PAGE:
The three Cremona instruments featured on this Archive CD provide a delightful sampling of what many old-time automatic musical instrument collectors enjoyed and often referred to as "nickelodeon" music. Regrettably, however, the original 1/4-inch analog stereo master tapes for the music on this Archive CD were thrown out some twenty-five years ago. This meant that the audio had to be captured from several used condition vinyl LP's, old recordings originally issued and sold by Hathaway & Bowers, Inc., circa 1968-72. Once the audio signal from the LP's had been digitized, it was painstakingly processed to remove a lot of impulse noise (pops and ticks) and a considerable amount of objectionable crackle. Following this, low frequency rumble and vinyl surface noise components were removed, along with many subsequent specialized noise removal passes deemed necessary to eliminate sporadic and oftentimes difficult to remove noise artifacts. All this processing was followed by equalization to remedy any bias introduced by the vinyl LP recording process itself. Obtaining an end result that was thought to be good enough for an Archive CD distribution was a challenge, but the final product, using professional quality audio restoration software and techniques, is an enjoyable listening experience of music you might not otherwise ever be able to hear.
A handsome piano by any standard, it was decorated with two brass-trimmed electric art lamps and three elaborate and beautifully crafted art-glass panels of geometric design. The Style G was a popular instrument that played the common ten-tune type "A" music roll, thus its toe-tapping musical tempo, a common trait of "A" roll music. Musical instrumentation consisted of a full piano, with mandolin attachment, and a rank of pleasantly toned wooden flute pipes. This piano was displayed and recorded in the main salon/showroom of Hathaway & Bowers, Inc., and while technically not part of the H&B reference collection, it stood alongside and was demonstrated right along with the reference collection instruments.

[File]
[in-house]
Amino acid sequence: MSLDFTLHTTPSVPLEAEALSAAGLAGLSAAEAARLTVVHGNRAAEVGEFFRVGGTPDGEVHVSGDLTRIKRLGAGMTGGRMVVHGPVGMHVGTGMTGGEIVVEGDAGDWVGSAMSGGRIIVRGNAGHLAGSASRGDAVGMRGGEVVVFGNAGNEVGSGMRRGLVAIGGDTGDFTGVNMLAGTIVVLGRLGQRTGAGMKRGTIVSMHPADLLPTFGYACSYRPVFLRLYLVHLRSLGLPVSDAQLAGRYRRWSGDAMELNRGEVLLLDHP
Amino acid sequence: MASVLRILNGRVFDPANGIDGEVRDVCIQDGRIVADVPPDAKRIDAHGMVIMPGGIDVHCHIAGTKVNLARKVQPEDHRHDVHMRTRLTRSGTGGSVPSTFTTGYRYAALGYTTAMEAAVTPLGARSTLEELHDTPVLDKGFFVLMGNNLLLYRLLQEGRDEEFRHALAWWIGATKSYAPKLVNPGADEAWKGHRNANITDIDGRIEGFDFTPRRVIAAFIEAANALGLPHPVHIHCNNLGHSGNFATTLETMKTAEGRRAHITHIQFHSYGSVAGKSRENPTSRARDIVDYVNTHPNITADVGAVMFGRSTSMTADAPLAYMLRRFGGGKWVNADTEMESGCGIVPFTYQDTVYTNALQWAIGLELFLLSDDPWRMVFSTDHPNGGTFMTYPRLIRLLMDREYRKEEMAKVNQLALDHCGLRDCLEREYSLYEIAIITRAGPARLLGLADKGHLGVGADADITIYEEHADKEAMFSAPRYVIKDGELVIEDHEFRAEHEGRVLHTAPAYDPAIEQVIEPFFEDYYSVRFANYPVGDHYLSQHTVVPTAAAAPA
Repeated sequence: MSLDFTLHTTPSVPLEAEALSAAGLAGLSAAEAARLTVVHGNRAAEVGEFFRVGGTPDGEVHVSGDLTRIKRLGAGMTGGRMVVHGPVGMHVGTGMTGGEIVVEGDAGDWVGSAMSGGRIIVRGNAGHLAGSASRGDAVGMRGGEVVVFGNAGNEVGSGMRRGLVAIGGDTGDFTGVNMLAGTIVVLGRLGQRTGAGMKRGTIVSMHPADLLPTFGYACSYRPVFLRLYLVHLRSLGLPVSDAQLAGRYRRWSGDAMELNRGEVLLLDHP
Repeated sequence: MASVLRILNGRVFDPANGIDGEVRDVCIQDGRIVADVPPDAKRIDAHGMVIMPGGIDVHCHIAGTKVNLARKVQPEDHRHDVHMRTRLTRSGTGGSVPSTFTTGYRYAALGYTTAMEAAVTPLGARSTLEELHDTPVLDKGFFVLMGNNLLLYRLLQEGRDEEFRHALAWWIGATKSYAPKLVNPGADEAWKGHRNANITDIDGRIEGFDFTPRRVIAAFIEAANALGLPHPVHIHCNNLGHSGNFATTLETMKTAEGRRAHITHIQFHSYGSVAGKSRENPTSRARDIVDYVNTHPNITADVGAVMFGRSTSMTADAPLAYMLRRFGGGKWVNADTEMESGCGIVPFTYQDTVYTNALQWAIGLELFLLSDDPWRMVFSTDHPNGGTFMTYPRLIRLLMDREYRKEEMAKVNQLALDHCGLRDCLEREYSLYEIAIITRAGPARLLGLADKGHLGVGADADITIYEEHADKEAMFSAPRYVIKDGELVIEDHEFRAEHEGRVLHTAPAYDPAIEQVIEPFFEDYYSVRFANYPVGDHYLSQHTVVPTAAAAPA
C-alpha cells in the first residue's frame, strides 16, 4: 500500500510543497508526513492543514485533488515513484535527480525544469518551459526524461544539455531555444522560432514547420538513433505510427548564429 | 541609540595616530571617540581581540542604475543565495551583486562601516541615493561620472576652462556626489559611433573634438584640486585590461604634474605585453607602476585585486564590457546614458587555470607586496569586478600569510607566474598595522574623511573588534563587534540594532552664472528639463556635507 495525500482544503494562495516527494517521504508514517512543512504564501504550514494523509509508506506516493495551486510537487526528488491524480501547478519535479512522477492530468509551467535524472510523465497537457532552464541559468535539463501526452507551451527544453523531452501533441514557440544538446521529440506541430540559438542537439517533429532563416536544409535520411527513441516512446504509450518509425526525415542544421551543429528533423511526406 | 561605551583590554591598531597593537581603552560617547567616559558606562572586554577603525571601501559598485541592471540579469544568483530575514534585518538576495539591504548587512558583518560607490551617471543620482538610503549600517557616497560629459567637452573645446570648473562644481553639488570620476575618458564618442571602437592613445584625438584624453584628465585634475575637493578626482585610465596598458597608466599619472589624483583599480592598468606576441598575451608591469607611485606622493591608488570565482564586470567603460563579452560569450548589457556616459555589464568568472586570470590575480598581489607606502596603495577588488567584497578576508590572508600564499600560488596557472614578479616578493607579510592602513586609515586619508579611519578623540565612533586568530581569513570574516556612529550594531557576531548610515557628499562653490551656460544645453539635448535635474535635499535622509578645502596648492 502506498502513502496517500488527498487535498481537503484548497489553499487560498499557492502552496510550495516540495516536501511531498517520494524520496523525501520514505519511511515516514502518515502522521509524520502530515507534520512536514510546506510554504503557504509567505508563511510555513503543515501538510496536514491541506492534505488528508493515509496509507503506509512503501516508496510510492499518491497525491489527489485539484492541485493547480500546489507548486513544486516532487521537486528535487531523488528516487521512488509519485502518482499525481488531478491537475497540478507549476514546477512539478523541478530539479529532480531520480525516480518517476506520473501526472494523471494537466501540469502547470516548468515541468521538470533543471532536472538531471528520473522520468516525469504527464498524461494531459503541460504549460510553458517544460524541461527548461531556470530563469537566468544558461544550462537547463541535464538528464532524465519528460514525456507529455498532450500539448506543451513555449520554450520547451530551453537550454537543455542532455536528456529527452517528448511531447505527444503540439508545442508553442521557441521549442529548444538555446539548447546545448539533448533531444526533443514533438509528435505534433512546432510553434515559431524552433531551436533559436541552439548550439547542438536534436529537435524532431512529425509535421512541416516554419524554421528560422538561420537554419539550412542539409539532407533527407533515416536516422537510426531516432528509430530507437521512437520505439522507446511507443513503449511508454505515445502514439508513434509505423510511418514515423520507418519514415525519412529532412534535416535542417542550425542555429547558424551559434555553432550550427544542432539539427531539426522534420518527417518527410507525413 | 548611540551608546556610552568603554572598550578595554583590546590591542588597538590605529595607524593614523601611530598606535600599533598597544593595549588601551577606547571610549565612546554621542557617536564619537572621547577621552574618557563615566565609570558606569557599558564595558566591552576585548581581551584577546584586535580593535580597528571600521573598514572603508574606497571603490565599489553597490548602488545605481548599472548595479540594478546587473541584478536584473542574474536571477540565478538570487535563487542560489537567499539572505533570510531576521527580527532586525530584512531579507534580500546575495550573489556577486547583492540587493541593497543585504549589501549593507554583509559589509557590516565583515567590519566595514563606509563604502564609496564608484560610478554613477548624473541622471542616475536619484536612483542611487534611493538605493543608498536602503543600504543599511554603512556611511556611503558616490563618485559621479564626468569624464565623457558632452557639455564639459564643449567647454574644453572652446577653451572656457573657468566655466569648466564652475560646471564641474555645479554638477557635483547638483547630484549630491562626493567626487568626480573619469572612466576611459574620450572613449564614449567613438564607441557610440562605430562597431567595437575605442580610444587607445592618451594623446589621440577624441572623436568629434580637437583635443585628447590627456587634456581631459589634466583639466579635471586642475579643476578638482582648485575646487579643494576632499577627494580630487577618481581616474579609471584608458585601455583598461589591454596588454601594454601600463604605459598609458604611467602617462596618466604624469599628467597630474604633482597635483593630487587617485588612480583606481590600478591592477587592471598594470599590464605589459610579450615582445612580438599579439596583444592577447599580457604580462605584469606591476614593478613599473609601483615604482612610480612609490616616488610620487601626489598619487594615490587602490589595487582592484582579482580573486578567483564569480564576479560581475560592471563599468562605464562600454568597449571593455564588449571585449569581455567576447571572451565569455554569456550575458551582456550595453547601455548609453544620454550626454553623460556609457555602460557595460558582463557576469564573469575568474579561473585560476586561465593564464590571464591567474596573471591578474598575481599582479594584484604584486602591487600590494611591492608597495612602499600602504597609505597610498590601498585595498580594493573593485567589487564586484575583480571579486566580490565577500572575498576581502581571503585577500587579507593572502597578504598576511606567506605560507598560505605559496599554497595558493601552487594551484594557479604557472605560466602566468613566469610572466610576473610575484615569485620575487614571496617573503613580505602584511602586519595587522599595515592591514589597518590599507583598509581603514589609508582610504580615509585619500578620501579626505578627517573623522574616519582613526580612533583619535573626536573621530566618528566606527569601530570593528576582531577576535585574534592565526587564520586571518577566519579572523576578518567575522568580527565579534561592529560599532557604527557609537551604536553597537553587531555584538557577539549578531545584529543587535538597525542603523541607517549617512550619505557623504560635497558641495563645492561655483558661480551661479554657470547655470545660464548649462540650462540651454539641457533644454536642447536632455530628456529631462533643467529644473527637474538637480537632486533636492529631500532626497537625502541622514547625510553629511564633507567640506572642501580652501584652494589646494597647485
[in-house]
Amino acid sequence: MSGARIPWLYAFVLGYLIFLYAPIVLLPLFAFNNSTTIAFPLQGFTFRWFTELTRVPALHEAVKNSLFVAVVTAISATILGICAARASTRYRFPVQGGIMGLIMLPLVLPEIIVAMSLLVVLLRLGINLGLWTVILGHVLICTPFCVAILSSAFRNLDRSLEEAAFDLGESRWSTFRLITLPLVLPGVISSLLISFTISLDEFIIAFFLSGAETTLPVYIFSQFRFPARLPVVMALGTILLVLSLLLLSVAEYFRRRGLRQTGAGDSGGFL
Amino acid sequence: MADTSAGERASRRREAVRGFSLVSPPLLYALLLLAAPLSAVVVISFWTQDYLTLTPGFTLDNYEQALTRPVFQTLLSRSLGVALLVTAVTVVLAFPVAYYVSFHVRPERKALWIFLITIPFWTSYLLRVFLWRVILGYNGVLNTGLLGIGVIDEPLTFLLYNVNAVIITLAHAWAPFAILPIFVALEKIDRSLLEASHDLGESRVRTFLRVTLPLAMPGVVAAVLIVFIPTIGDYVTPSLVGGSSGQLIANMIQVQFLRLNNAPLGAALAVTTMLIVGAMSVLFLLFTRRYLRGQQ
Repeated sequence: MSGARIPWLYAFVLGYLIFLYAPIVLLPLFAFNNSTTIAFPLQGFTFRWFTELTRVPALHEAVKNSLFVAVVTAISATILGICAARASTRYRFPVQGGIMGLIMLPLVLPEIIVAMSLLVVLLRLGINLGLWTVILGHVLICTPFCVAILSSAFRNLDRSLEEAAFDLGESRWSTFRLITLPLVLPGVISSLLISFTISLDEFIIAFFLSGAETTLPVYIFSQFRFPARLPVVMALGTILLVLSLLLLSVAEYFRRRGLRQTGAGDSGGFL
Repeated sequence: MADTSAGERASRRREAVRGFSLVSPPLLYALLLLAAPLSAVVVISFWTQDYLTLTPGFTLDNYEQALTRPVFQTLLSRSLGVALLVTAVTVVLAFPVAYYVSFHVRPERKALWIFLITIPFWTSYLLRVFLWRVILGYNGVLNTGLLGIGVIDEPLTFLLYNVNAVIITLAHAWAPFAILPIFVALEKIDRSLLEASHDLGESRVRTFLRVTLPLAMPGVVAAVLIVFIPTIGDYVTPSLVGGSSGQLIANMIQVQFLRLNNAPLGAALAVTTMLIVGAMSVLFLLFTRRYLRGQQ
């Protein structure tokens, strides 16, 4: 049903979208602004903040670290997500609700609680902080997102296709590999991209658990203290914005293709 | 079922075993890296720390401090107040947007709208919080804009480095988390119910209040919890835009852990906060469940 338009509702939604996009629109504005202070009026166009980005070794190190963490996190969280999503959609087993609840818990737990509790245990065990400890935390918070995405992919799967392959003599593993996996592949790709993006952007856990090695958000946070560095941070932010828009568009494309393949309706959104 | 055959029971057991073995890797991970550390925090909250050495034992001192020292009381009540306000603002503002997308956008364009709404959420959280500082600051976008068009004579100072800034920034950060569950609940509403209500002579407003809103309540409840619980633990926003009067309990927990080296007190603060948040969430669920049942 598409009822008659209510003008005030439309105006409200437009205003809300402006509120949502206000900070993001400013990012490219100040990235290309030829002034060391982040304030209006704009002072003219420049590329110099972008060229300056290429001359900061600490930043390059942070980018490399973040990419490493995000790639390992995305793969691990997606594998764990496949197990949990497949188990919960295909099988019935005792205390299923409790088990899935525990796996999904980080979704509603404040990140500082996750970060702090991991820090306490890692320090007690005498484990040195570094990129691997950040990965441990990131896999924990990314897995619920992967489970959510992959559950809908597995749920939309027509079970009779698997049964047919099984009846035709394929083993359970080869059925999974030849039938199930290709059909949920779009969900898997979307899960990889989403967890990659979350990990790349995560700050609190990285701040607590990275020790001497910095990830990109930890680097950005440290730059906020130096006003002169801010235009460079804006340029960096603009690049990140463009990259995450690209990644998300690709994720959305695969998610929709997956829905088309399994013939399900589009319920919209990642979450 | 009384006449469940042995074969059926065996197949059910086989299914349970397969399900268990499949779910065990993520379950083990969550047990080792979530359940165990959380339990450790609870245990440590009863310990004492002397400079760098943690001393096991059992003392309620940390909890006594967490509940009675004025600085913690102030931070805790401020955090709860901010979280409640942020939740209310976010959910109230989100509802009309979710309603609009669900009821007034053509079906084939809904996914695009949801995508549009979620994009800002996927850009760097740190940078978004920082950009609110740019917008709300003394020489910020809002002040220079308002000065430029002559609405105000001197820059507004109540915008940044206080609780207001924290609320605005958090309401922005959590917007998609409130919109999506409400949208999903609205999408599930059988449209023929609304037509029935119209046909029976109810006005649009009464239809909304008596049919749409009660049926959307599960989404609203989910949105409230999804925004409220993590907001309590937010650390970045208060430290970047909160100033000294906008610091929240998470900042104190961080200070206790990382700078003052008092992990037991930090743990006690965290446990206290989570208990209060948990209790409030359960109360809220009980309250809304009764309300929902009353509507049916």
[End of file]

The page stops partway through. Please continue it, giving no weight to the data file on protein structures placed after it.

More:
Catalogue Illustration of a Cremona Style K Orchestral.
The instrumentation of the Cremona Orchestral Style K orchestrion is as follows: Piano, with mandolin attachment, three sets of pipes for effects of flute, piccolo and violin, and trapwork consisting of triangle, tambourine and castanets. The Style K was a late addition to the Cremona line, and was built in the traditional Cremona manner -- high quality components throughout. Its stunning case design, enhanced by four elaborate beveled glass art panels and two hanging brass-trimmed art lamps, make the Orchestral K a prized visual attraction in any mechanical music collection. It utilizes the ten-tune type "M" music roll, which is somewhat rare, and arranged rather differently than other more commonly found music rolls made for orchestrions of American manufacture. Of the surviving Cremona orchestrions, the Orchestra K is probably the most plentiful. This particular instrument was displayed and recorded in the main salon/showroom of Hathaway & Bowers, Inc., and while technically not part of the H&B reference collection, it was situated alongside and was demonstrated right along with the reference collection instruments.